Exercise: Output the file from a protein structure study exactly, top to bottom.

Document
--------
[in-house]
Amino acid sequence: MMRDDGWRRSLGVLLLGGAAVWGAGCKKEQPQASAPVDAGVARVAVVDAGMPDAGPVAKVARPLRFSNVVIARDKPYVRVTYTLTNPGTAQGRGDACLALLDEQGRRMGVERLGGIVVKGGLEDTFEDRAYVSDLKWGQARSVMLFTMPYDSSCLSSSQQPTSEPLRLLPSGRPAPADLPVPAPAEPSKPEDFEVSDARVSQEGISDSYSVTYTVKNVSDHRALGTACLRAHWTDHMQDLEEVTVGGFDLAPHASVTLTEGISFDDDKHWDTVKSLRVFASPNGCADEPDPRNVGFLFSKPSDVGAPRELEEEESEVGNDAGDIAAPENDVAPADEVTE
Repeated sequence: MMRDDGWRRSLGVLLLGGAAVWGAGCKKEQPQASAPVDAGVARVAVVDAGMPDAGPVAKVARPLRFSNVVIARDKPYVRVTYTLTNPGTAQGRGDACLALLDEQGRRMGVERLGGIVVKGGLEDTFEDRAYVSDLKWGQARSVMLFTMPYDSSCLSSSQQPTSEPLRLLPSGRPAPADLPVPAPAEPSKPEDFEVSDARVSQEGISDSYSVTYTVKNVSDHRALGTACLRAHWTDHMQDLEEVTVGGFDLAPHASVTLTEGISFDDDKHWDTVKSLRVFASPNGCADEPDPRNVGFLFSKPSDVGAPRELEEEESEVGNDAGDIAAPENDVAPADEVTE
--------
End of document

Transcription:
[in-house]
Amino acid sequence: MMRDDGWRRSLGVLLLGGAAVWGAGCKKEQPQASAPVDAGVARVAVVDAGMPDAGPVAKVARPLRFSNVVIARDKPYVRVTYTLTNPGTAQGRGDACLALLDEQGRRMGVERLGGIVVKGGLEDTFEDRAYVSDLKWGQARSVMLFTMPYDSSCLSSSQQPTSEPLRLLPSGRPAPADLPVPAPAEPSKPEDFEVSDARVSQEGISDSYSVTYTVKNVSDHRALGTACLRAHWTDHMQDLEEVTVGGFDLAPHASVTLTEGISFDDDKHWDTVKSLRVFASPNGCADEPDPRNVGFLFSKPSDVGAPRELEEEESEVGNDAGDIAAPENDVAPADEVTE
Repeated sequence: MMRDDGWRRSLGVLLLGGAAVWGAGCKKEQPQASAPVDAGVARVAVVDAGMPDAGPVAKVARPLRFSNVVIARDKPYVRVTYTLTNPGTAQGRGDACLALLDEQGRRMGVERLGGIVVKGGLEDTFEDRAYVSDLKWGQARSVMLFTMPYDSSCLSSSQQPTSEPLRLLPSGRPAPADLPVPAPAEPSKPEDFEVSDARVSQEGISDSYSVTYTVKNVSDHRALGTACLRAHWTDHMQDLEEVTVGGFDLAPHASVTLTEGISFDDDKHWDTVKSLRVFASPNGCADEPDPRNVGFLFSKPSDVGAPRELEEEESEVGNDAGDIAAPENDVAPADEVTE